The Israel Museum and Google’s collaborative Digital Dead Sea Scrolls project,* which provides searchable, high-resolution images of several Dead Sea Scrolls, set its sights higher by attempting to read fragile and unopenable Dead Sea Scrolls through high-tech visualization. The project hired Brent Seales, the director of the University of Kentucky Center for Visualization and Virtual Environments, to create images of individual layers of scrolls too damaged to unroll. Seales has worked on a similar visualization with a scroll from Herculaneum, as demonstrated by the University of Kentucky Vis Center’s dramatized video below. The damaged scrolls will join the already digitized Great Isaiah Scroll, the Community Rule Scroll, the Habakkuk pesher, the Temple Scroll and the War Scroll.
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View a slideshow of Skyview's creative shot contest, featuring submissions from Tell es-Safi, Tel Kabri, Huqoq, Ashdod-Yam and several other sites.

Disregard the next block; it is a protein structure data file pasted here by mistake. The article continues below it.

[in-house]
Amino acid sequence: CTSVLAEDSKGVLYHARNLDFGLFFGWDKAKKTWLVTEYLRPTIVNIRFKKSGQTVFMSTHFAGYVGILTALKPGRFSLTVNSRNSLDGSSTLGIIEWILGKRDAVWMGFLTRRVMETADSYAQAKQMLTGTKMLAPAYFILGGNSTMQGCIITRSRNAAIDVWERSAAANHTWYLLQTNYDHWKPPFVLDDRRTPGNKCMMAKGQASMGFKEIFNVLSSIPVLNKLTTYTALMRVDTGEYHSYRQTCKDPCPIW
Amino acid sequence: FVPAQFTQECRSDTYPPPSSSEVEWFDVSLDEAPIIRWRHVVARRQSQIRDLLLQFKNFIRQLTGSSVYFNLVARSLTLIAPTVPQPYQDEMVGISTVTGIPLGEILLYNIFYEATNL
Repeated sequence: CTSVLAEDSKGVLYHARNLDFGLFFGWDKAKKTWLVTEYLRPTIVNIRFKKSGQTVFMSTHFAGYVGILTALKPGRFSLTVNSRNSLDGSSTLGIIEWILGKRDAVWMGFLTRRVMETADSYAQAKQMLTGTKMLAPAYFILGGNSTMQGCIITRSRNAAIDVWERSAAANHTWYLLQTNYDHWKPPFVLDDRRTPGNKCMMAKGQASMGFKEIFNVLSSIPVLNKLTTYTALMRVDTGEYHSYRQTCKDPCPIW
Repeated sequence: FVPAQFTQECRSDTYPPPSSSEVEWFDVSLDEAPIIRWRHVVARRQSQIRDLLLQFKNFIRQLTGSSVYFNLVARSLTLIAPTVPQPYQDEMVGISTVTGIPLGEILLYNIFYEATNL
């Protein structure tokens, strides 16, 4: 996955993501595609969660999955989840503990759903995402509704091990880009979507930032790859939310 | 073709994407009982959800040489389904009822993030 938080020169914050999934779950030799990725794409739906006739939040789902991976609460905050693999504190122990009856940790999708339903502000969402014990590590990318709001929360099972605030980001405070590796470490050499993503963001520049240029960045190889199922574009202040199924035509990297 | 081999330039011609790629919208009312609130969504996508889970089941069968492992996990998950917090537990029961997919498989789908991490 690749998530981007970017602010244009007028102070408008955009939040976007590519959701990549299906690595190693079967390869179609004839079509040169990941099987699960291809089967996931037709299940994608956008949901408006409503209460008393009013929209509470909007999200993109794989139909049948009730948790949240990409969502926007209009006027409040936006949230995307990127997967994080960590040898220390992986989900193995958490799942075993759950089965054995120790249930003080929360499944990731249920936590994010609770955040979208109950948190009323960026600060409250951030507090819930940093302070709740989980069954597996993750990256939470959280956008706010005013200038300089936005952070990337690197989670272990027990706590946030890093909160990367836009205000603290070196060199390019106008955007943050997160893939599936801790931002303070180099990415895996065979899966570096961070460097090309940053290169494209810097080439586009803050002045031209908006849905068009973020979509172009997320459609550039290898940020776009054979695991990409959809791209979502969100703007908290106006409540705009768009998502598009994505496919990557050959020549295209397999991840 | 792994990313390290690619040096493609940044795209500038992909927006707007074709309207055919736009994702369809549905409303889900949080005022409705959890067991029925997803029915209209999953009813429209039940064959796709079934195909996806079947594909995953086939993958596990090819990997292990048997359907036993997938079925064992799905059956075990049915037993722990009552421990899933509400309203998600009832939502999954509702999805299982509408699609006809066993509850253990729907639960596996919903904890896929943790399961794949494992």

Biblical Archaeology Society Staff
Mesopotamia, the cradle of Western civilization, included the great ancient empires of Sumer, Assyria and Babylon. Encompassing present-day Iraq, northeast Syria and southeast Turkey, here the origins of agriculture, writing, codified laws and urban planning emerged.
Enjoy book reviews by top scholars on wide-ranging topics in religion, archaeology and Biblical studies.
Vassilios Tzaferis reviews "Christians and Christianity, Vol. III & IV (Churches and Monasteries in Samaria and Northern Judea and Churches and Monasteries in Judea)" edited by Noga Carmin.